Objective: Patients with multiple chronic health conditions are often managed in a disjointed fashion in primary care, with annual review clinic appointments offered separately for each condition. This study aimed to determine the cost-effectiveness of the 3D intervention, which was developed to improve the system of care.
Design: Economic evaluation conducted alongside a pragmatic cluster-randomised trial.
Setting: General practices in three centres in England and Scotland.
Participants: 797 adults with three or more chronic conditions were randomised to the 3D intervention, while 749 participants were randomised to receive usual care.
Intervention: The 3D approach: comprehensive 6-monthly general practitioner consultations, supported by medication reviews and nurse appointments.
Primary and secondary outcome measures: The primary economic evaluation assessed the cost per quality-adjusted life year (QALY) gained from the perspective of the National Health Service (NHS) and personal social services (PSS). Costs were related to changes in a range of secondary outcomes (QALYs accrued by both participants and carers, and deaths) in a cost-consequences analysis from the perspectives of the NHS/PSS, patients/carers and productivity losses.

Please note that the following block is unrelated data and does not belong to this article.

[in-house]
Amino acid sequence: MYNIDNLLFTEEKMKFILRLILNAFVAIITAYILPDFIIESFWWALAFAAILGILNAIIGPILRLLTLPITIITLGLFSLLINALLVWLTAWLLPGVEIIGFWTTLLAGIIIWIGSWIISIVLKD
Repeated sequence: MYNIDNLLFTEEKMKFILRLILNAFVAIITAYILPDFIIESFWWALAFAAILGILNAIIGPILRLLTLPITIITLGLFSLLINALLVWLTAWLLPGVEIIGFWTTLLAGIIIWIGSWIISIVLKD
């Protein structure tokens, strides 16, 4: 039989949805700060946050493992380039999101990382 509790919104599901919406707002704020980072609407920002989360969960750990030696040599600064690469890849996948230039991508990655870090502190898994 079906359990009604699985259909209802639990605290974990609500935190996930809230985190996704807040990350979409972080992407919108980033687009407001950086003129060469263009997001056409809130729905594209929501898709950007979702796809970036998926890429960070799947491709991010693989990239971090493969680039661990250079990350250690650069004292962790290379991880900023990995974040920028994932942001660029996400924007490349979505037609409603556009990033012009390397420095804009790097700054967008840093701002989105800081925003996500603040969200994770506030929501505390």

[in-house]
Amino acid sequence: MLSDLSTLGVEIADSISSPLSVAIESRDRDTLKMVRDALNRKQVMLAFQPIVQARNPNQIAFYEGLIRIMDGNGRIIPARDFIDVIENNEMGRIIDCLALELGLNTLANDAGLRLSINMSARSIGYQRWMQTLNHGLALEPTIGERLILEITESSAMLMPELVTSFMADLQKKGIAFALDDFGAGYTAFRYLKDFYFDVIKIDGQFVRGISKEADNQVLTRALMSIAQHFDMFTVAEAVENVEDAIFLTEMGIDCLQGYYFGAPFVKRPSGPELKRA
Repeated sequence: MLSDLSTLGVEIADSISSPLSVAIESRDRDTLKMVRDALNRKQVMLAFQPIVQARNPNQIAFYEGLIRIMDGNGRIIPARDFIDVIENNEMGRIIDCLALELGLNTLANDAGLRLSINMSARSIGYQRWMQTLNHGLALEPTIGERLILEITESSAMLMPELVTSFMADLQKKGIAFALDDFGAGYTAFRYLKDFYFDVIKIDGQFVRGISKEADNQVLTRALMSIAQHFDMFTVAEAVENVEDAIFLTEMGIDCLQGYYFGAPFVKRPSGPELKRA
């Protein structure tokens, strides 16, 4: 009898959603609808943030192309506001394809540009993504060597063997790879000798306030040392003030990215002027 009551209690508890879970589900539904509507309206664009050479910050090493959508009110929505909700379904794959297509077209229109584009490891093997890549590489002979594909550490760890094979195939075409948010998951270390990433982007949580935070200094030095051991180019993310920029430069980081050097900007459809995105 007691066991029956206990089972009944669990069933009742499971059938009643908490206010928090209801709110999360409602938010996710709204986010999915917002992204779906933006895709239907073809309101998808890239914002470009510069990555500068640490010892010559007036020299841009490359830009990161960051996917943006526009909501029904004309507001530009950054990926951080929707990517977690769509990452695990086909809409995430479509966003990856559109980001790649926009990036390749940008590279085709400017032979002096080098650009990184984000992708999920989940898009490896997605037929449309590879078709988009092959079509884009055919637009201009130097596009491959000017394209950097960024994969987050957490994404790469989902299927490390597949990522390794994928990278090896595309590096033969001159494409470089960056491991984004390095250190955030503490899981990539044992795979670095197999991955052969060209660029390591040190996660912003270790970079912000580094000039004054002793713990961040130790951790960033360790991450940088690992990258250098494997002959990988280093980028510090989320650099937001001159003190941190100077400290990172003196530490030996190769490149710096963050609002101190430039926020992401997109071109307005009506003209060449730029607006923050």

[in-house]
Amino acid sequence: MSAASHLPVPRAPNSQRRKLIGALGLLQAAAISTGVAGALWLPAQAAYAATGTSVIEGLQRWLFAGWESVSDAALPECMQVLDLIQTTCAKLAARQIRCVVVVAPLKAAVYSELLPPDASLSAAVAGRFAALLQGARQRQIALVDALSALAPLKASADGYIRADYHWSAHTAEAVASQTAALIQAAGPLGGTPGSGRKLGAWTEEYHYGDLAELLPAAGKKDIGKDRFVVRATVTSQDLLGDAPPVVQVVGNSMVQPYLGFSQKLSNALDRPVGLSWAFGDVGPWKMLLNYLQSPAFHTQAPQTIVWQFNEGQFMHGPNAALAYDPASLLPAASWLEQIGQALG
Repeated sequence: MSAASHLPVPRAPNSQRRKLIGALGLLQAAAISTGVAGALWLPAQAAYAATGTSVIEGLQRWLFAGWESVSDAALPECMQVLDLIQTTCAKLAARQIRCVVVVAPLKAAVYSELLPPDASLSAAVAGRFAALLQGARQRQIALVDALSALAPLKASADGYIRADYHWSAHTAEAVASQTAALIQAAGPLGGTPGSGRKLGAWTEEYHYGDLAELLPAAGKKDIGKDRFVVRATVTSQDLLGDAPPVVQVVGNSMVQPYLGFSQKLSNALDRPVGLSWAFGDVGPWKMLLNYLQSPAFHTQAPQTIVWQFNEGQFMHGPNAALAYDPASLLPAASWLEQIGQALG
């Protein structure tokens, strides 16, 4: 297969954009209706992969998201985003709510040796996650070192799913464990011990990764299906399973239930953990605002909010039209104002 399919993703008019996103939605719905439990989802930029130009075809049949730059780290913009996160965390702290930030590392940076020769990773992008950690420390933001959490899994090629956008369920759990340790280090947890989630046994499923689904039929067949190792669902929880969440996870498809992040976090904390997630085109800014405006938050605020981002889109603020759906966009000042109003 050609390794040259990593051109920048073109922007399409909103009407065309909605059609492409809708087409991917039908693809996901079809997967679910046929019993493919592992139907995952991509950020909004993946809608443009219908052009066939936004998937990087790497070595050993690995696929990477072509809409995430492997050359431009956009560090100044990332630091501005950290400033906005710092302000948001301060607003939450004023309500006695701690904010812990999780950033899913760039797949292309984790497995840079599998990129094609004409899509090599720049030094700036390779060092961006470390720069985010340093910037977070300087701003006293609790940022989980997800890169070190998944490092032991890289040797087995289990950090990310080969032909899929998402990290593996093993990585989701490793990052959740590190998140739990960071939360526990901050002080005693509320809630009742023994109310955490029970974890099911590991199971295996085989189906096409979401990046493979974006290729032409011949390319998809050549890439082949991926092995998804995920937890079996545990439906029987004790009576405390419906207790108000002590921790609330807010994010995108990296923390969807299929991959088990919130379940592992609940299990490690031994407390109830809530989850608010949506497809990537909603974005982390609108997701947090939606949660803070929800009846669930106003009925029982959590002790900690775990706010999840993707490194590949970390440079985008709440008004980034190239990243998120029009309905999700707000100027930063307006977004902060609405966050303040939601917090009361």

Results: Very small increases were found in both QALYs (adjusted mean difference 0.007 (-0.009 to 0.023)) and costs (adjusted mean difference £126 (£-739 to £991)) in the intervention arm compared with usual care after 15 months. The incremental cost-effectiveness ratio was £18 499, with a 50.8% chance of being cost-effective at a willingness-to-pay threshold of £20 000 per QALY (55.8% at £30 000 per QALY).
Conclusions: The small differences in costs and outcomes were consistent with chance, and the uncertainty was substantial; therefore, the evidence for the cost-effectiveness of the 3D approach from the NHS/PSS perspective should be considered equivocal.
Trial registration number: ISCRTN06180958.
- economic evaluation
- patient-centred care
- primary care